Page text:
The Year of the Underdog

For the fan of the underdog, this Wimbledon has been a veritable feast. Top seeds have been tumbling – both literally and at the hands of other players – on a daily basis. We’ve seen Nadal knocked out by Steve Darcis, Hewitt defeated by Dustin Brown, Maria Sharapova falling to world number 131 Michelle Larcher de Brito, and then to cap it all on Wednesday night the reigning champion, Roger Federer was stunned by the world 116 Sergiy Stakhovsjy. There’s also been an unusually long list of top players injured and having to pull out. What a crazy opening few days it has been. The biggest surprise is that Djokovic and Murray have made it through the first week (at least I hope they have, this is a statement of faith made on Thursday morning, but to be honest by the time you read this all could have changed!…)

The English love underdogs, and so it seems fitting that this should happen on our soil. Why do we? Perhaps because so often in sport we are the underdogs as a nation. As someone who grew up in the 70s and 80s when English cricket was simply a pseudonym for a batting collapse and too many occasions snatching defeat out of the hands of victory, having a national side who are in the top ranking in the world just feels wrong!

There is something of God in this love of the underdog. The Bible frequently describes him as being on the side of the poor and oppressed, and acting to turn the tables on those who stand over them. The phrase ‘The first shall be last and the last shall be first’ is a particularly provocative and memorable soundbite uttered by Jesus, the master wordsmith. What does this mean? Does this mean that God prefers the poor to the rich, the oppressed to the powerful, or the slaves to the free? Surely not! God loves all equally, that’s the scandalous message of the Gospel. Why is that scandalous? Think about how that differs from how as a culture we tend to treat and see people. What it does mean, though, is that God uses different standards to measure us by than we do. So often it is the rich, powerful and beautiful who get to define what success and importance is – it is no surprise then that those unlike them don’t get a look in. God however, looks to the heart and acts to give everybody fair opportunity. How about us? We might love an underdog, but do we see and more importantly treat people in the same way that God does?

Church Newsletter – Sunday 30th June 2013

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Sugar, Darwin & Murray

Church Newsletter Article for 3rd July 2011

As a family, we’ve slipped into watching The Apprentice this year. We were watching an old episode this afternoon, trying to catch up. As usual we quickly found ourselves sitting in Alan Sugar’s aides’ seats, and analysing the contestants and trying to work out where it was going to go wrong and suss out who should be fired,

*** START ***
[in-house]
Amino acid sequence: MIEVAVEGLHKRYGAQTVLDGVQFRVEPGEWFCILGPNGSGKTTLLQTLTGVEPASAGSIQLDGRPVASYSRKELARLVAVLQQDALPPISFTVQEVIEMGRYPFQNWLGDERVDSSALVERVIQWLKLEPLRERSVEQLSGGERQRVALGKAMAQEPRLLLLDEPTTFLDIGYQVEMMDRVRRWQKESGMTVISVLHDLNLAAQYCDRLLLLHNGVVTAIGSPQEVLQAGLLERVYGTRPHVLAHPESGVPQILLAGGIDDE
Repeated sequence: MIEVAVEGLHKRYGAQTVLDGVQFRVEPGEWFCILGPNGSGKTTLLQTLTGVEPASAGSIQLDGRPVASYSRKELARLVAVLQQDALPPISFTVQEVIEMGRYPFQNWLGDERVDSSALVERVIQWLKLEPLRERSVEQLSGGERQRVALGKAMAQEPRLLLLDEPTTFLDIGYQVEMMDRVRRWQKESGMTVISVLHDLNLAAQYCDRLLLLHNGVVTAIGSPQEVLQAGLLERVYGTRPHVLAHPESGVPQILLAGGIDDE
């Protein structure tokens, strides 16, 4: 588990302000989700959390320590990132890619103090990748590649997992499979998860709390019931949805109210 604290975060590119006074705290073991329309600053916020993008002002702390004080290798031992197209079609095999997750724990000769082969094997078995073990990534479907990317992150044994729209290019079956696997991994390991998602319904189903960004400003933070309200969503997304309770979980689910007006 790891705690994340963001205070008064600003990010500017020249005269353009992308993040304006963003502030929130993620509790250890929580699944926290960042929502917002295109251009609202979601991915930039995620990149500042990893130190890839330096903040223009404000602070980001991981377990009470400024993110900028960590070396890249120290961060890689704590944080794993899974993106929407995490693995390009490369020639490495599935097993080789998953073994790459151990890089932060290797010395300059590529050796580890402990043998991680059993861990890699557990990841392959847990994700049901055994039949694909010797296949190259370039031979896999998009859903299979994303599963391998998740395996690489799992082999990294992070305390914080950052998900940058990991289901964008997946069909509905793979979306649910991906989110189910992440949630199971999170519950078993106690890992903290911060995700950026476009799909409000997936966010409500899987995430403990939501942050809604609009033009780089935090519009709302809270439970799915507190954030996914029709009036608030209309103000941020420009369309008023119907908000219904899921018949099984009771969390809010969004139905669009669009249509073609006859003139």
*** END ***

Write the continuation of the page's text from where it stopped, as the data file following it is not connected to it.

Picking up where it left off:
‘That’s never going to work!’
‘Who in their right mind would buy that!’
‘There they go again, making sure they’ve got an escape route prepared in case it all goes pear shaped!’

It’s a clever programme with the dual elements of can the teams rise to the challenge they’ve been set, and the gladiatorial aspect of the boardroom where they’re called upon to justify their efforts. Of course what this quickly degenerates into is a variety of efforts, some subtle and some not to stab each other in the back.

The other thing we’ve been watching this week has been the tennis. At the time of writing Andy Murray is still in the competition – here’s hoping he still is when this newsletter is handed out as then he’ll be in the final! Its been an exciting competition so far with all sorts of surprises and gargantuan struggles. I read an article on the BBC Tennis website by Andy Murray. After reflecting for a while on the David Haye and Wladimir Klitschko boxing match, he said the following:

‘Tennis is certainly a lot more gentlemanly than boxing, but in any individual sport the psychology plays a big part, especially right at the top level. You need to make sure you’re strong in the mind. In tennis, the guys are mostly very sporting and get on well, but when you’re out there you need to put that to one side. I think you need to treat your opponent like they’re your worst enemy on the court.’ http://news.bbc.co.uk/sport1/hi/tennis/13933589.stm

You’ve probably cottoned on to the fact that there’s a common thread here. We live in a world where it’s dog eat dog, or as Darwin put it ‘survival of the fittest’. Before you think you’re any different, stop and ask yourself if you like me, watch The Apprentice and join in the national pastime of ripping the contestants to shreds. Is this that much different to being a contestant and seeking to oust a competitor.

Of course, competition has its place, as does ambition. I’m sure that Andy Murray doesn’t really see his opponents as his enemies in the strongest sense of the word, and at the end of the day The Apprentice is only a game (although heavily edited to bring out the worst of its participants – see, even the Beeb are at it!) It makes me realise, however, how radical Jesus call to ‘Love your enemies and pray for those who persecute you’ Matthew 5:44 really is, how deeply this goes against the grain of ‘normal’ life here in the West.